by Kara Q. Smith
The best part about science fiction: seeing how far folks can un-imagine the familiar. In the future, the curious life of humans after Earth, what will phones look like? forks? mops? How can artists reenvision the mundane and embrace the unknown? Should they re-invent the mop?
Simply ascend the first ramp…
In a gallery weirdly made up mostly of ramps, four artists have installed work grouped together under Space: 1999, the title nabbed from a short-lived science fiction show in which earthlings find themselves living on a moon base surrounded by unrecognizable objects.
Chris Fraser, Incline (installation view), 2013; Courtesy the artist and Incline Gallery.
Chris Fraser’s Incline, 2013, physically engages the space of the gallery, having cut out sections of drywall along portions of the wall between the first and second ramps, exposing an inner, lattice-like wooden structure. Lights on the floor shine through the revealed frame, casting shadows on the opposite wall. The piece is subtly alive as people and time shifts, and had one never been to the gallery before, it would not be clear that this is not an everyday part of the architecture at Incline.
There is work on the landing between the first and second ramps, which is briefly mesmerizing and quickly turns into a wrinkle in time as one instinctively ascends toward the shining totem reigning over the exhibition. Randy Colosky’s My Turn, 2013. A beautiful pole of lathe-turned aluminum, its shards neatly surround the piece on the ground, a silvery sea. What sort of kinship might this piece represent? Perhaps it invites all of us to share in its mythology.
In a city where UI and UX are common terms heard everyday on the street, mastering the art of subtle changes that alter and improve everyday experience is something thousands of people get paid to do around here, and something Colosky’s piece brilliantly executes in the three-dimensional world. The future is usually only the present fast-forwarded, all our contemporary ideas evolved. This usually bears no relationship to the actual future.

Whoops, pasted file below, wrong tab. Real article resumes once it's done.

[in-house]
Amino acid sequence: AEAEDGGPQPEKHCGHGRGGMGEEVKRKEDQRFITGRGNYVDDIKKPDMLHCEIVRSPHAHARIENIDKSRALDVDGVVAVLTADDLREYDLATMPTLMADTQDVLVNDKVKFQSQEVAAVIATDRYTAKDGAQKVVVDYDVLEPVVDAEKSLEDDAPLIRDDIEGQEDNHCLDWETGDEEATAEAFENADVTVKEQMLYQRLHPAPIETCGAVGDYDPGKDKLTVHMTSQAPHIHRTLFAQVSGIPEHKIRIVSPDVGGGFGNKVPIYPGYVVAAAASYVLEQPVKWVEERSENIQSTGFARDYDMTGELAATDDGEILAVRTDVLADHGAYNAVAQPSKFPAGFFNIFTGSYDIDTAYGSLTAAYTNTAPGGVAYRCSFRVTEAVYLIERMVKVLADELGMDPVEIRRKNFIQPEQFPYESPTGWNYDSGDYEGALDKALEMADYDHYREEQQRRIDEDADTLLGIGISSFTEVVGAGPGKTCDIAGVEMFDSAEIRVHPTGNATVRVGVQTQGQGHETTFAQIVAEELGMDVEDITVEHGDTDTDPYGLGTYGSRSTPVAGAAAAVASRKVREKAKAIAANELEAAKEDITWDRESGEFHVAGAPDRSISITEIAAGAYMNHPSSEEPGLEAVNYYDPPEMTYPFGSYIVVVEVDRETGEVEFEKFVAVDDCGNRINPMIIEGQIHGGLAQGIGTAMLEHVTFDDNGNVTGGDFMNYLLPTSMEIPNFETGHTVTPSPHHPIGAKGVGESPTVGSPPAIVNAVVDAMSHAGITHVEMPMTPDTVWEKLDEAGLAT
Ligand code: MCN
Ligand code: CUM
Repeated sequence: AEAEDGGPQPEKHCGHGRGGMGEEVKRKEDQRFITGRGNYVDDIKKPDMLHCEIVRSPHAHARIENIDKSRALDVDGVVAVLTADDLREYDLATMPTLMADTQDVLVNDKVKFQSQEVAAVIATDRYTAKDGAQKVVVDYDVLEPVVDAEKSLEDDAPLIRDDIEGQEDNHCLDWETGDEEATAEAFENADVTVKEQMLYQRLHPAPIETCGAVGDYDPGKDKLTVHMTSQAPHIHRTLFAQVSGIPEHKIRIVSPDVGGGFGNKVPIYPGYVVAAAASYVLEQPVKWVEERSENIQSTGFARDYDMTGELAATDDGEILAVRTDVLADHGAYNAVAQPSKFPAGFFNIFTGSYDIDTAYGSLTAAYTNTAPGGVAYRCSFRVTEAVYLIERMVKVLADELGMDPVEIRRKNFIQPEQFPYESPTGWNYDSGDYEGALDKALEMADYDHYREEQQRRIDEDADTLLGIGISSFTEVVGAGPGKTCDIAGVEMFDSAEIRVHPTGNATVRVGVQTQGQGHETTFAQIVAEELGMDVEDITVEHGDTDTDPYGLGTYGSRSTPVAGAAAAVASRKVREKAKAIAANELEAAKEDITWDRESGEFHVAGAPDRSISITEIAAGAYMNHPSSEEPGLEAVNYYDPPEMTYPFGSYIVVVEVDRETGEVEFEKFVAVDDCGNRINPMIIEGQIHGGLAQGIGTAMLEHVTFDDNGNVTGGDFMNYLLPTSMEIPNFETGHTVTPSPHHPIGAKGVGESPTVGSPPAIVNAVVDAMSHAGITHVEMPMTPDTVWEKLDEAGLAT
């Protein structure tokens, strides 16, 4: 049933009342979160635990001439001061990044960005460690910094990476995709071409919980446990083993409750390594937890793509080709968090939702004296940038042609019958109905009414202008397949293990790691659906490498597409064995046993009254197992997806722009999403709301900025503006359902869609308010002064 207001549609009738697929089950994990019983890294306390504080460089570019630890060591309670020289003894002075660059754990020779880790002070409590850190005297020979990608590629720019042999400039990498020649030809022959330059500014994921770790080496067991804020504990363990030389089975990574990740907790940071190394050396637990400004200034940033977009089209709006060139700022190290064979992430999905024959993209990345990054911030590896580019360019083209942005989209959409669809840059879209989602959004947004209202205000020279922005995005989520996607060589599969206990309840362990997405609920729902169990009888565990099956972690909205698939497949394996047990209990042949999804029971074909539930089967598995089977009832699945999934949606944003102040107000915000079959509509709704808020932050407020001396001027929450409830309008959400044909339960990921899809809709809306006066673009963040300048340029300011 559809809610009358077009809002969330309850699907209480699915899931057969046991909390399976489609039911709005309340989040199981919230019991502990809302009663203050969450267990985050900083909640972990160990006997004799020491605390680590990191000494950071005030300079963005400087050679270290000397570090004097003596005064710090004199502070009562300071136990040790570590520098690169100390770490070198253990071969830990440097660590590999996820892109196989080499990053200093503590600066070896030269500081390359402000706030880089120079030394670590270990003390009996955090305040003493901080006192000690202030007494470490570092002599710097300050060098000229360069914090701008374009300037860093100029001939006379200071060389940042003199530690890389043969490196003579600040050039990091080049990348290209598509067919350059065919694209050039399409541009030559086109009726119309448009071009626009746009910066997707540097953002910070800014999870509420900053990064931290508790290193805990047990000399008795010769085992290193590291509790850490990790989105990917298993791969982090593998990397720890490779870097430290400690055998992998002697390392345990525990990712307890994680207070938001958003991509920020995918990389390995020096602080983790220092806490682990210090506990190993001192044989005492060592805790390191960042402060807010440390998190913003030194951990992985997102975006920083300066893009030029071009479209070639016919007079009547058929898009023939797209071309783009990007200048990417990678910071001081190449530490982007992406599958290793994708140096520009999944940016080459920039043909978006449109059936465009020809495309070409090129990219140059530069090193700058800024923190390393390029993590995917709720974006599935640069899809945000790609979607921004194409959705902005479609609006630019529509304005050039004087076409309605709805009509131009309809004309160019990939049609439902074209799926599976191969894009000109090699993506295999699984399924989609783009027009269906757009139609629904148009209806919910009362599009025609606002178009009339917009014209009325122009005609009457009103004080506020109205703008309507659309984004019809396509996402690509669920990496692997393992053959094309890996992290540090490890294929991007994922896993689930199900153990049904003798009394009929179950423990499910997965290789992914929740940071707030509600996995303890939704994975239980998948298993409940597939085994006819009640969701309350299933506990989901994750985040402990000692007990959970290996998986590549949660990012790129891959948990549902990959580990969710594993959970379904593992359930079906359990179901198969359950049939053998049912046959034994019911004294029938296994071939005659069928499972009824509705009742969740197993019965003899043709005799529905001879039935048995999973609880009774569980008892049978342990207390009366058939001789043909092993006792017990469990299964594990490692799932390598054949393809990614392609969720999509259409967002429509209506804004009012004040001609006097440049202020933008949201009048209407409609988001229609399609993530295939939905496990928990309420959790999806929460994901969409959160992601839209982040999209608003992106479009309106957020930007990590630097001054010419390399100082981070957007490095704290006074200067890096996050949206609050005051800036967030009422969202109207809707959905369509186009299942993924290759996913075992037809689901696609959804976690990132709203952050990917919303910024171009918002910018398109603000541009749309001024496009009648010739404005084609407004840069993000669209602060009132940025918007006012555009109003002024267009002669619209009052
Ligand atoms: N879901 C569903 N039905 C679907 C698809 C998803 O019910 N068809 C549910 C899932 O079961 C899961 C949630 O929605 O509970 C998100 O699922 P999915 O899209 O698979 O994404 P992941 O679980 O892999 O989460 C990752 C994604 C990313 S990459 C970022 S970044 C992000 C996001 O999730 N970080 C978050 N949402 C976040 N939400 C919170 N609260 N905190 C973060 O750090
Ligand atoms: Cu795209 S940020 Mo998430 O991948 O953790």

Sandra Ono, Untitled, 2013; Courtesy the artist and Incline Gallery.
After arriving on the A-Deck, as I’ll call the upstairs part of the gallery for purposes of this review, two unusual 3-D forms exist alongside the left-hand side of the narrow passage. One hangs loosely on the wall, and the other is anthropomorphically bent over a low hanging shelf. Made of trash bags and mop heads respectively, these pieces, both Untitled, 2013, by Sandra Ono have organic fiber qualities, despite their mass-manufactured material origins. Their installation seems to almost hold life; could they be life forms themselves? Or augmentations of life forms? If robot maids ever do exist, rendering such cleaning products useless, Ono may have just created the world they will band together and live in.
On the right hand side of the landing is a balcony, overlooking the ramps below and providing a viewing deck for Dean Smith’s Untitled (anaglyph 4), 2013: a large circular piece printed on Tyvek, for which 3-D glasses are provided to view. In the context of the installation, it is fitting as its placement and aesthetic rendering is akin to an unknown object out in the distance, perhaps a new planet or moon. It could be that being a kid in the ‘90s forced too many seeing-eye books in front of my face each Christmas, but the ultimate appeal of this piece fell flat for me.
Together with the unique physical structure of Incline Gallery, the exhibition does navigate the viewer through the space in a new way, and solicits questions and excitement from viewers (upon figuring out that they are mops!) that parallels the sort of innovative and inquisitive perspectives we all hope still exist in any world we may find ourselves in. Artists always have the task of imagining what doesn’t already exist, to boldly go where no gender-neutral lifeform (we are in SF) has gone before, a scintillating challenge to hitch those visions to some possible, farflung future.
—Kara Q. Smith
[Image on top: Dean Smith, Untitled (anaglyph 4), 2013; Courtesy the artist and Incline Gallery.]